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Embattled Bellevue police chief to get $78K a year for retirement, plus $136K in new city job

Bellevue’s police chief, who previously was placed on leave for a year while the city investigated allegations of “dishonest and deceptive conduct,” will retire at the end of the month and take a newly created position with the city.

Mark Elbert, 51, will retire as the city’s top cop at the end of the year and then begin work as Bellevue’s community development director after the City Council approved a settlement agreement Tuesday.

He’ll make $136,572 a year in that role. Most recently, Elbert was earning $128,814 as police chief.

Under the settlement, Elbert also will receive $78,000 a year beginning on his 55th birthday in 2023. Those payments are in lieu of the police pension he would have received had he remained police chief, according to the city.

The payments initially will be made from his retirement account, then from city funds once the retirement funds are depleted.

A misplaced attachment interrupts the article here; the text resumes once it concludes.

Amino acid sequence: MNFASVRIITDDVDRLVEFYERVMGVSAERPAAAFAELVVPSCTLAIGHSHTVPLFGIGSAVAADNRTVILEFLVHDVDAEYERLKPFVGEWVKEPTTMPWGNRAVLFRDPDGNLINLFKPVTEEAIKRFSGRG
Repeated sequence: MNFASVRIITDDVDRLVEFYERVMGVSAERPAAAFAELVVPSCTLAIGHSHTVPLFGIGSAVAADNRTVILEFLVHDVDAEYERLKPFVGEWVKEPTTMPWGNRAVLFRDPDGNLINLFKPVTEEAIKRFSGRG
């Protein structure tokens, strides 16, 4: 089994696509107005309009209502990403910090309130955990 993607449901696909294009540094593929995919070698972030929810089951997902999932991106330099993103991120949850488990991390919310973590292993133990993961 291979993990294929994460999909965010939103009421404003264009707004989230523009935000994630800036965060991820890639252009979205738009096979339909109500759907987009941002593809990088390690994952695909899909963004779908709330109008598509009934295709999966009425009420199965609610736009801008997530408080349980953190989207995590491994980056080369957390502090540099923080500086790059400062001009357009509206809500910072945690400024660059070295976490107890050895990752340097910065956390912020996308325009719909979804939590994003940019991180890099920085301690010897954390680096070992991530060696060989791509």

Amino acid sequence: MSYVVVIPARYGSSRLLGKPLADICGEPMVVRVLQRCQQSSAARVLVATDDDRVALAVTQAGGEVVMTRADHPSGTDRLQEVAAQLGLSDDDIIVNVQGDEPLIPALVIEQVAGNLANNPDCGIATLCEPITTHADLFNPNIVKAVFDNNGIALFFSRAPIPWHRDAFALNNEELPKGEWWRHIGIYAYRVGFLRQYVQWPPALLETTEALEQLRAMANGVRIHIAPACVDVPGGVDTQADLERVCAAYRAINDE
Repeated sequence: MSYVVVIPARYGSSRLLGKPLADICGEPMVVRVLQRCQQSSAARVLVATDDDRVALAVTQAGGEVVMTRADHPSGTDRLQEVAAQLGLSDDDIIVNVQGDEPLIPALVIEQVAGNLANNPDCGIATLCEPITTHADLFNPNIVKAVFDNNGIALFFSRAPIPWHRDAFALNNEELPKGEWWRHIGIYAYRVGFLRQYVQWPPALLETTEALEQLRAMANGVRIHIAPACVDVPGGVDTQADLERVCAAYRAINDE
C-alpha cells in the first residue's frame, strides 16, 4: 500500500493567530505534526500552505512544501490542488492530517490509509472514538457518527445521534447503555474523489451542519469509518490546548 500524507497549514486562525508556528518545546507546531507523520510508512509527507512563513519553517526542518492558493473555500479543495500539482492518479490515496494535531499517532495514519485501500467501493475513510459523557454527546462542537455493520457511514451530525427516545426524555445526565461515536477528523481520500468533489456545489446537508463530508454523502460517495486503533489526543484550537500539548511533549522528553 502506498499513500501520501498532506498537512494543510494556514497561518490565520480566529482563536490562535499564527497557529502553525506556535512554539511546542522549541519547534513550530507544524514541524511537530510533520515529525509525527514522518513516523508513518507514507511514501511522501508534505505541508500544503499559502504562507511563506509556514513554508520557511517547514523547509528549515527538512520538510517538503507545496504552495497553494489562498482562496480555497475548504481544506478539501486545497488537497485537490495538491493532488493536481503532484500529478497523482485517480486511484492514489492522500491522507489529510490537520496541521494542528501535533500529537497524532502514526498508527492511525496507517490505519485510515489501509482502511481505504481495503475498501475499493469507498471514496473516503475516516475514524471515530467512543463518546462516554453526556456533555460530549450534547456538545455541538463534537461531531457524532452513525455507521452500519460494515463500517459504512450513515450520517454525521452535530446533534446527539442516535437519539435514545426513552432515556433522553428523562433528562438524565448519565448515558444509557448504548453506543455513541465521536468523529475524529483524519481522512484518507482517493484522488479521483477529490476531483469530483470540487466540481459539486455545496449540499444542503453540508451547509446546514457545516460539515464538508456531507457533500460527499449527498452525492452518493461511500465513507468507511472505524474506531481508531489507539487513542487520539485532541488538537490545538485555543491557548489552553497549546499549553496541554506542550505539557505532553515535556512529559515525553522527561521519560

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Police department employees must meet certain age and years of service requirements to receive full pension benefits.

In all, he’ll receive more than $214,000 a year beginning in September 2023, when he turns 55.

In his new role as community development director, Elbert will be tasked with “end-to-end responsibility for all building” in the city, as well as redevelopment, reinvestment and capital projects, according to the job description.

He will oversee the planning department, emergency management and community relations, and will serve as “incident commander” in the event of a citywide emergency.

Some of those responsibilities were combined this fall into one position. Elbert was the “most qualified candidate for the role,” according to city documents.

In an interview after Tuesday’s meeting, Elbert said the job requires a lot of administrative-type work: streamlining how things get done and working with community stakeholders.